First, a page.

Staff holidays and quarantine requirements

This guidance is for school leaders for the management of staff annual leave in light of the requirement for returning travelers to the UK to quarantine for 14 days. As of  Monday 6 July 2020, the Foreign Office advice remains unchanged – people should not travel abroad other than for essential purposes. School staff should be reminded of this government advice.

Exemption rules

From Friday 10 July 2020 you will not have to self-isolate when you arrive in England, if you:

This applies to all travel to England, by train, ferry, coach, air or any other route.

If you have been to or stopped in a country that’s not on the travel corridors exemption list you will have to self-isolate until 14 days have passed since you left that country.

It is the employee’s responsibility to check details of these agreements as they are subject to change.

Any person entering or returning to the UK from abroad that is not covered by the exemption list is currently required to provide contact details and remain at the contact address provided for a period of 14 days from the date of entering the UK. Fines will be imposed for persons refusing to provide contact details or refusing to self-isolate.

Obviously, it is unclear whether these exemptions will remain in place all summer, but we have written this guidance on the assumption that they will do. We, therefore, recommend that schools also assume this is the case, and plan accordingly.  As and when things change, we will provide further guidance.

As you will know and by way of a reminder teachers’ terms and conditions are covered by the Burgundy Book, and school support staff are covered by the NJC Green Book.

School staff may have pre-booked travel plans in the school summer closure period, and there may be concerns over whether these plans can go ahead. We recognise that this has been a particularly difficult period for school staff, and it is understandable that they may wish to consider making travel plans for a chance to rest and recuperate over the summer closure period.

Our key recommendation in relation to this issue is that school leaders and managers have conversations with all their teaching and support staff as early as possible, about the potential impact of this governmental requirement on any travel plans.

Clearly the biggest concern in schools is likely to be if staff take holidays abroad requiring quarantine, which could impact on their ability to attend work at the start of the autumn term.

The view of the local authority is that from this point forward, school staff travelling abroad will be doing so fully cognisant of the quarantine requirements on re-entering the UK. Some countries may also require travellers to quarantine on arrival, which may impact their length of stay.  School staff should, therefore, be advised to check carefully whether this is the case before they make any bookings.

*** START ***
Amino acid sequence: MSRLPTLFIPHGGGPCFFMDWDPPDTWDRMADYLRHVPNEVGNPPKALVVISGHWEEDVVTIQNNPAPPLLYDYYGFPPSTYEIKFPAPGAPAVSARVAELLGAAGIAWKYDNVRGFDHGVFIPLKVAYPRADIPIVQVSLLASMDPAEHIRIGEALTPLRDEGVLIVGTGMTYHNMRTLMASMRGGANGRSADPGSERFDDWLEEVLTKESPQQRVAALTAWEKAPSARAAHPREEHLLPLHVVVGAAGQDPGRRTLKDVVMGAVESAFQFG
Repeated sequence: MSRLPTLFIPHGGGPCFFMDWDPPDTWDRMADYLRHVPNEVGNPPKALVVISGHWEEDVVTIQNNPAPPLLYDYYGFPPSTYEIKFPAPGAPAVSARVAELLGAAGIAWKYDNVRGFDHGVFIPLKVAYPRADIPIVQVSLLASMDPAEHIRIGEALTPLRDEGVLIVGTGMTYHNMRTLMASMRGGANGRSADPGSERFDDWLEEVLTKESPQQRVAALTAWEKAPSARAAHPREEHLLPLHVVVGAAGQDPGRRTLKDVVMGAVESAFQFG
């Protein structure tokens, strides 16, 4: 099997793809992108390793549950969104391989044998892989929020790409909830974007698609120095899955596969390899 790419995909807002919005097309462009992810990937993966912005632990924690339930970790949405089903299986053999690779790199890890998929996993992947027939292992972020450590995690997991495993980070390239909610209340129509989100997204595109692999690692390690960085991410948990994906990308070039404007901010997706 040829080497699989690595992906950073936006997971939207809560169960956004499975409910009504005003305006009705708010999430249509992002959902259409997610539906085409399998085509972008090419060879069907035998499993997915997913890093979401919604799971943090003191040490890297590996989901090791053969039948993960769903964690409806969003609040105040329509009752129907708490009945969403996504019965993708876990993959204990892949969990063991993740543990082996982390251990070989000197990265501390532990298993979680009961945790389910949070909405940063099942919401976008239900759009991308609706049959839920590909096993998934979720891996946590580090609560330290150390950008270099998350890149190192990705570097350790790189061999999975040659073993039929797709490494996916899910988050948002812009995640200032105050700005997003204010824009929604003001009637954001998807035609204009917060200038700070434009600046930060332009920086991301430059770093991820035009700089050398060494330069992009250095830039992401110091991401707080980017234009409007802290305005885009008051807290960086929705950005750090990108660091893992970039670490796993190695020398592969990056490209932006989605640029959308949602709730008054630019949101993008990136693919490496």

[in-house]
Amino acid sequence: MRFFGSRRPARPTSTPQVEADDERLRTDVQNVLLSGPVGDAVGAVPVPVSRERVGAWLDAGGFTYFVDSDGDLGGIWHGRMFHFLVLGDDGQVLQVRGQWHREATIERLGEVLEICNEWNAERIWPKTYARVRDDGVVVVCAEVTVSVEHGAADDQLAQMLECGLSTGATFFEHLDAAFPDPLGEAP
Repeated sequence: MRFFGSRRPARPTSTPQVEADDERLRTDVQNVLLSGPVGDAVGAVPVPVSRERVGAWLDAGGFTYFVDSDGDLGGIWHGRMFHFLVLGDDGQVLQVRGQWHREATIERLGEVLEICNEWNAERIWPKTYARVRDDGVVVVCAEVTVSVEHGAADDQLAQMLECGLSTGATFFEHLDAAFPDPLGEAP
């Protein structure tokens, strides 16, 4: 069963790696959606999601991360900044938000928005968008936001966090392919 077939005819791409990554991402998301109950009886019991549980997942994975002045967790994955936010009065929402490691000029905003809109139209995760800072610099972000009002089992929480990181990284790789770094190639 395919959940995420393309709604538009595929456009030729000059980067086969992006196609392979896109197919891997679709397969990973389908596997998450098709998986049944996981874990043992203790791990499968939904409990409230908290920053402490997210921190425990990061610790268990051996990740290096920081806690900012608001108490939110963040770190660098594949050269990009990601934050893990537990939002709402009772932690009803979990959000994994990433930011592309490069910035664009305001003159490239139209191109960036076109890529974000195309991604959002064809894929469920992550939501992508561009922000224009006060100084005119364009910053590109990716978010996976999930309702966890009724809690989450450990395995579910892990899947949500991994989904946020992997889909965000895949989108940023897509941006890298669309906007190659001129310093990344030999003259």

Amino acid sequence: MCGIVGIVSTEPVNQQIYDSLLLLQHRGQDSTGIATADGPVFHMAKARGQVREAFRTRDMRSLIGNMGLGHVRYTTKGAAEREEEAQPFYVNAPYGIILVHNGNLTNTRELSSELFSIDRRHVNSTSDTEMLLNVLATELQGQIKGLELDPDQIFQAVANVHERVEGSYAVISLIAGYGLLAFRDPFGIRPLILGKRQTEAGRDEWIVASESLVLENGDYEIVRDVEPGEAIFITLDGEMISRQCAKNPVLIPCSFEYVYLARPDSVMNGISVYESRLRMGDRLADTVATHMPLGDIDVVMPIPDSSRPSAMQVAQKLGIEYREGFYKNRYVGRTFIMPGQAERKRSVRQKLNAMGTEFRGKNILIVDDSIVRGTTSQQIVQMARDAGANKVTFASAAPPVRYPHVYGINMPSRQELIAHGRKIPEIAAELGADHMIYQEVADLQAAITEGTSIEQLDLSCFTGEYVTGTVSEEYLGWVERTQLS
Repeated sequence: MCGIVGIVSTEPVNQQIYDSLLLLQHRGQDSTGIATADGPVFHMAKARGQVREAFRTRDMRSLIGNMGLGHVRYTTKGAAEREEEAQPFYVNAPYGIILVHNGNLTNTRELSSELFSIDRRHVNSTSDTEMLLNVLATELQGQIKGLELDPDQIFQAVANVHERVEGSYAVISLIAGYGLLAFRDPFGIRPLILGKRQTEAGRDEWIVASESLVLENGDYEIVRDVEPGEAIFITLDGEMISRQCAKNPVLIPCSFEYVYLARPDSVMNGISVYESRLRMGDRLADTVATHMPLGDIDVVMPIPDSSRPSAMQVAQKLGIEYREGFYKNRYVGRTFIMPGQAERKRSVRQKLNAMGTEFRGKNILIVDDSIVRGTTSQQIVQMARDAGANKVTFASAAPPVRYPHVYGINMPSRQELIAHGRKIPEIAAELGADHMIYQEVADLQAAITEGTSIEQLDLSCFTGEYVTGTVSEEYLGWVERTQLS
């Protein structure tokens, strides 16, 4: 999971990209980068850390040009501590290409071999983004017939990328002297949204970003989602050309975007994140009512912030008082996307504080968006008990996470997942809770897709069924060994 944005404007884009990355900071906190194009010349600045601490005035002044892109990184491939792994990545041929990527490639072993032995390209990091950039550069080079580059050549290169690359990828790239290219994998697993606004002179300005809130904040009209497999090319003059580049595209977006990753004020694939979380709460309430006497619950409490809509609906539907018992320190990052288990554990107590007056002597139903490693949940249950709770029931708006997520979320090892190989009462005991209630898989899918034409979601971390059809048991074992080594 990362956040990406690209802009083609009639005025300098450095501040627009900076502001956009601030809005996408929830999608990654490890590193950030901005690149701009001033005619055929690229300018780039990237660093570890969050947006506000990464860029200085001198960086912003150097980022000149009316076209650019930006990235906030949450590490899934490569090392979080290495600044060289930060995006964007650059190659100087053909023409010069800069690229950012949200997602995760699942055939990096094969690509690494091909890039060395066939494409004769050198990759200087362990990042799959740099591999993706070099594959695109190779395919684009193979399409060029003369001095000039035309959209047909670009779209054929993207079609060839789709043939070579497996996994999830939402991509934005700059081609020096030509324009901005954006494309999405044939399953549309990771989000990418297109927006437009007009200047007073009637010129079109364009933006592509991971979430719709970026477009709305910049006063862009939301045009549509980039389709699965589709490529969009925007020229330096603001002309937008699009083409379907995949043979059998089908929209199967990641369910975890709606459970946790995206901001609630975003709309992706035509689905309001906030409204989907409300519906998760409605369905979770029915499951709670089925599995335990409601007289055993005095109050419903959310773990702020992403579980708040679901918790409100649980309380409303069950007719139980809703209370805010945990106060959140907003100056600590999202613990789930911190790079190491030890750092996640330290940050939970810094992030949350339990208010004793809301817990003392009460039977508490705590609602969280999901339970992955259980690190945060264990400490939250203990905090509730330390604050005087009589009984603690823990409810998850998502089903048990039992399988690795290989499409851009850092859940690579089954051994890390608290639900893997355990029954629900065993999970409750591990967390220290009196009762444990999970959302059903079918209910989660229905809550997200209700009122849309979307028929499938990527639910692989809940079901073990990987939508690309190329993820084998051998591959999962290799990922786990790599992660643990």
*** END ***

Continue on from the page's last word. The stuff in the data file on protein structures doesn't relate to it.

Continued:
Whilst it has never been relevant for the majority of school leaders and managers to be aware of staff summer holiday plans, schools are now in a position where the requirement to self-isolate for 14 days on return may impact on the ability for school staff to return to work in school at the start of the autumn term. Managers should have open conversations with staff about the potential impact of this and how it can be best managed locally if staff are considering travelling outside the UK this summer.

Now that the requirement to quarantine for 14 days is known it is expected that no employee will book holidays that will impact on a return to work in September 2020. This should be made explicitly clear to all staff and that failure to adhere to this expectation may result in a period of unpaid leave or other action.

School leaders and managers should in the first instance, talk openly with the individual and consider whether working from home during the quarantine period is practical and feasible. For example, where an employee cannot do their normal work at home, the employer should consider whether it would be reasonable to redeploy them to alternative duties that they could carry out at home.

There is no one-size-fits-all answer to this issue. School leaders are encouraged to take full account of the need to maintain positive employment relations during these extraordinary times and to give more sympathetic consideration to certain circumstances which could include:

  • an employee who has extenuating circumstances, such as a family funeral abroad.
  • pre-booked holidays that cannot be cancelled without incurring significant financial cost (i.e. insurers will not reimburse cost) that were arranged before quarantine could have been envisaged
  • pre-booked holidays that the tour operator has not cancelled and has instead rescheduled on fixed dates which, if cancelled by the customer, would be at financial cost to them. 

The underlying expectation is that staff should not book holidays that have a potential impact on their ability to return to work at school as scheduled at the start of the Autumn term. Apart from exceptional circumstances as referenced above where staff are absent at the start of the autumn term due to the need to quarantine this will typically need to be managed as unauthorised absence, and therefore unpaid and schools may consider what other action is necessary if it is felt there has been a failure to follow a reasonable management instruction.